Rancho Santa Fe, CA 92067
Hours: Tuesday - Saturday 10 -4, Sunday 10 -1, Closed Monday
30 minutes north of San Diego and 2 hours south of Los Angeles down a windy road is arguable the most celebrated fruit and vegetable farm in California. Chino Farm has a who’s who clientele including Wolfgang Puck and Alice Waters. When I decided to plan a trip to San Diego, I knew I had to make a stop at the farm on the way back up to LA and would recommend it to the culinary connoisseur for a better understanding of your foods’ source.
With a reputation so grand, you would only expect the farm to be organic, but it’s not. They do spray some of their harvest to some extent. I was surprised the first time I heard that, but they source to Chez Panisse so I can only assume they spray their crops with liquid cocaine.
They don’t have a website, so have included the hours that were posted on site. I read they extend the hours to five during the summer.
As I parked and walked around, you quickly notice their customer base is primarily the well-to-do with an expectation for the best. I sensed this from the luxury cars, the prices, and the clean feet, all contrary to what is witnessed at a farmers market.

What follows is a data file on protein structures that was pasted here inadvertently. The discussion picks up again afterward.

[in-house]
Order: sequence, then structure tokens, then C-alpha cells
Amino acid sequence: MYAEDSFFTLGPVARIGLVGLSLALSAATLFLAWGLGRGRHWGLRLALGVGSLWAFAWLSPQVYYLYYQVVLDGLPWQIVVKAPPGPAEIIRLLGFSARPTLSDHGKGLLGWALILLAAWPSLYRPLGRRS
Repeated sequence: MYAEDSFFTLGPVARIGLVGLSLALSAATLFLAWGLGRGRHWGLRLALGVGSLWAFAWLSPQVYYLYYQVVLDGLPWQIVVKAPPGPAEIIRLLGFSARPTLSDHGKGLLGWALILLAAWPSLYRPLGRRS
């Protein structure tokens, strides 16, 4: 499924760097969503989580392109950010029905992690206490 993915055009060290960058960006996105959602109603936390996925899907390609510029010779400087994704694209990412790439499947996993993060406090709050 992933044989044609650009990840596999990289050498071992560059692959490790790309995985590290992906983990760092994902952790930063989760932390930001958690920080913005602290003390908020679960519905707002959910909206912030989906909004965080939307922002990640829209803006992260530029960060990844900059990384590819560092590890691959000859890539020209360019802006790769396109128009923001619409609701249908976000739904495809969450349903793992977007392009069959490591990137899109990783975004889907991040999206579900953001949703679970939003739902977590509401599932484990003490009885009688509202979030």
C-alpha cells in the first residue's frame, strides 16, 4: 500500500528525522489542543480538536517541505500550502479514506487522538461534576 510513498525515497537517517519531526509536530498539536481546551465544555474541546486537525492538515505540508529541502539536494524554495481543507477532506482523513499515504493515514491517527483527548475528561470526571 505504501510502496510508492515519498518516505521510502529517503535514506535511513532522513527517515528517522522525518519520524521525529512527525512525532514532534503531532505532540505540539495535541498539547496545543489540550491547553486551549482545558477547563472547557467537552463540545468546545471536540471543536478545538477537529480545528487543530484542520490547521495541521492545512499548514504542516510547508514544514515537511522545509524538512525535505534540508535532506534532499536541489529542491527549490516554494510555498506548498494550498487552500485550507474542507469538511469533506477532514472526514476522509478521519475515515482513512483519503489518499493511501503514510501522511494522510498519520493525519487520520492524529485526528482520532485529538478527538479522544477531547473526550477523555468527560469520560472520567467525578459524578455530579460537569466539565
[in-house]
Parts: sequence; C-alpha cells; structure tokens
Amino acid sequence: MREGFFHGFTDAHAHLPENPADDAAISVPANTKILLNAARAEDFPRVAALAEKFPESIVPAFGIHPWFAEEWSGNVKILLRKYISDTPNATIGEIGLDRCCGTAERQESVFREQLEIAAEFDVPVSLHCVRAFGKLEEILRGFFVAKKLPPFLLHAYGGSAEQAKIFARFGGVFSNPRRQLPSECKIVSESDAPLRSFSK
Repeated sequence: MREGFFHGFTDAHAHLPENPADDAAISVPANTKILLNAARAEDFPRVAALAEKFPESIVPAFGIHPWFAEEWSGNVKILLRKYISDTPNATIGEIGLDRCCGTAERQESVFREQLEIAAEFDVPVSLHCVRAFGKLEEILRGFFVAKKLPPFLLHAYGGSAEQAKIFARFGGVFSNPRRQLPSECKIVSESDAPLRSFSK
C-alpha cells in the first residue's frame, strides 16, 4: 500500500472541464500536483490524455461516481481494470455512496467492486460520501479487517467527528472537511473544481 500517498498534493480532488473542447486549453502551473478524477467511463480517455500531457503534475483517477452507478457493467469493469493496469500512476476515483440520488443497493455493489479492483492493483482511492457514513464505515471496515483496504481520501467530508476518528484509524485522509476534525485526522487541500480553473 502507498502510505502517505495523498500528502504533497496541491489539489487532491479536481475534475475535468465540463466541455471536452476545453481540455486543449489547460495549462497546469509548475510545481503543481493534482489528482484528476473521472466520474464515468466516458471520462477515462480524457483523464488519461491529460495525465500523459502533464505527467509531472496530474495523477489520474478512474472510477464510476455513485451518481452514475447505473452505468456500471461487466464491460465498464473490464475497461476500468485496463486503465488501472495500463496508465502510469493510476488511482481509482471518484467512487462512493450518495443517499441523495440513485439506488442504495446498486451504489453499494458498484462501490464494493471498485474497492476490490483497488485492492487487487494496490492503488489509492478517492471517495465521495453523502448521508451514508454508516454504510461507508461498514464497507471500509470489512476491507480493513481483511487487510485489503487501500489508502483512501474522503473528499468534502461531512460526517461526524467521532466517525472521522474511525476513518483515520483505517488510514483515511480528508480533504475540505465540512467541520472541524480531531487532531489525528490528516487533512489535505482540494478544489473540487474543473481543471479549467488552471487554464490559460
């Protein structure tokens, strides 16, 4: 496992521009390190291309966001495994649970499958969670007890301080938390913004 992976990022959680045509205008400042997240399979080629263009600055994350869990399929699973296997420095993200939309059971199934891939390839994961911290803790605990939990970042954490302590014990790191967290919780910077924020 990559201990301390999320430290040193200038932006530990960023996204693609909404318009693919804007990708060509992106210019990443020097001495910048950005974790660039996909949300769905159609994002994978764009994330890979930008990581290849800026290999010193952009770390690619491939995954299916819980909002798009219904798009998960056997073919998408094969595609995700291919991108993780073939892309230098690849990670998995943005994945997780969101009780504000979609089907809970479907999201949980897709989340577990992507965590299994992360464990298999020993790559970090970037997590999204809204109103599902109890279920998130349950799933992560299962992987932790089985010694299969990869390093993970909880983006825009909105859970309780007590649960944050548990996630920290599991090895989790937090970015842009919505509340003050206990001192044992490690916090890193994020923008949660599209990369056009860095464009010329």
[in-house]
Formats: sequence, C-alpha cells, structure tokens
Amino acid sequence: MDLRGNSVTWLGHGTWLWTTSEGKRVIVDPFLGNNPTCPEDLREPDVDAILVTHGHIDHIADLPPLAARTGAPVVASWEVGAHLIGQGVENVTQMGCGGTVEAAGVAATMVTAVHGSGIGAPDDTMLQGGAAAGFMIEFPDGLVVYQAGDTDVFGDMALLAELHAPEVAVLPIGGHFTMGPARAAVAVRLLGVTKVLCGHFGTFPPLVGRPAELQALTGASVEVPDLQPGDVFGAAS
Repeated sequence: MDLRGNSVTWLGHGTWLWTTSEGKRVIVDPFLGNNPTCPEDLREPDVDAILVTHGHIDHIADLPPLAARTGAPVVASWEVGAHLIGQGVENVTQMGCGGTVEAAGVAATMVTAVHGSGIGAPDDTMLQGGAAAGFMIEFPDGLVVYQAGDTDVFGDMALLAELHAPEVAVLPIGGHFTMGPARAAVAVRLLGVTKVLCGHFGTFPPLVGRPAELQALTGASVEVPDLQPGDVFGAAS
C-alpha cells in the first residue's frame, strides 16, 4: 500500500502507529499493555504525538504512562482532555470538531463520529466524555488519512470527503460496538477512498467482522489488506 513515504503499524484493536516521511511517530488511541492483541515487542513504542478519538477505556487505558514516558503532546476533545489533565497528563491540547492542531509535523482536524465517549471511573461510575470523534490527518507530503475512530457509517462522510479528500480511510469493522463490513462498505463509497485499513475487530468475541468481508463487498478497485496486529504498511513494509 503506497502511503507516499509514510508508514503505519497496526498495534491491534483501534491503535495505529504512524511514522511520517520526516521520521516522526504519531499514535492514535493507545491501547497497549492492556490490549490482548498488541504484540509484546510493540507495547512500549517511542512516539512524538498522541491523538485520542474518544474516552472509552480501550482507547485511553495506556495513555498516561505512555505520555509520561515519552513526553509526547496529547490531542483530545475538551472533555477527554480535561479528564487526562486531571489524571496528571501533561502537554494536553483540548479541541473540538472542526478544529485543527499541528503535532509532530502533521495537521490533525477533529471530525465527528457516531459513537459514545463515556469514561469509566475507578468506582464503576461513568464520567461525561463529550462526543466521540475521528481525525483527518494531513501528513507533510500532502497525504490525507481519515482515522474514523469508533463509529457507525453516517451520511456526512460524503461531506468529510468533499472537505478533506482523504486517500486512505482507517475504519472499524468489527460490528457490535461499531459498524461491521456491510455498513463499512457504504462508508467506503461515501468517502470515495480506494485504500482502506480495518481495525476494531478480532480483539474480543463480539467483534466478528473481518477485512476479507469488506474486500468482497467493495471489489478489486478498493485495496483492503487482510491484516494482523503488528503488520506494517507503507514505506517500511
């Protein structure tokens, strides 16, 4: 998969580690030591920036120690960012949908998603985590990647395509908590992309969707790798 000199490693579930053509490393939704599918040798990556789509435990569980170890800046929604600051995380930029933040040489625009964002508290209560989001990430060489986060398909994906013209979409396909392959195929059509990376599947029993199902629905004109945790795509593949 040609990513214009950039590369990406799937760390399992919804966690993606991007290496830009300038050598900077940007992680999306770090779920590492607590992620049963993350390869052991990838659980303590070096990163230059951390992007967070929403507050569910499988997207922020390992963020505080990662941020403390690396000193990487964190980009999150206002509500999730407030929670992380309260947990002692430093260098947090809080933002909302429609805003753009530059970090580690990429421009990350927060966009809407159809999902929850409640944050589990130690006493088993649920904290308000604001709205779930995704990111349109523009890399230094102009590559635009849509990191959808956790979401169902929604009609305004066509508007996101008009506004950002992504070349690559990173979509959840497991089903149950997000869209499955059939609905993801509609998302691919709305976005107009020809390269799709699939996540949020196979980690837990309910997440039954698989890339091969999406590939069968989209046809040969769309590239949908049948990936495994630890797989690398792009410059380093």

(Pluots, Raspberries, Basil, Brussels Sprouts, Lima Beans)
(Bay Leaves, Sorrel, Parsley, Dill, Basil)
(Carrots, Squash, String Beans)
(Bay Leaves, Sorrel)
(Bell Peppers, Canteloupe, Radishes, Beets)
(Bok Choy, Peppers, Fennel, Radishes)
(Swiss Chard, Kale)
(Heirloom Tomato, Pluot)
A 53rd generation member of the Chino family helped us with goods to the car; I guess that’s where the other $30 went. Interestingly, I spoke to him for a few minutes and he mentioned that the family had nine children and left the farm to only four of the kids and a failed lawsuit ensued.
A trip to Chino Farms is warranted for the reputation, but a return trip and another $70 grocery bill is unlikely.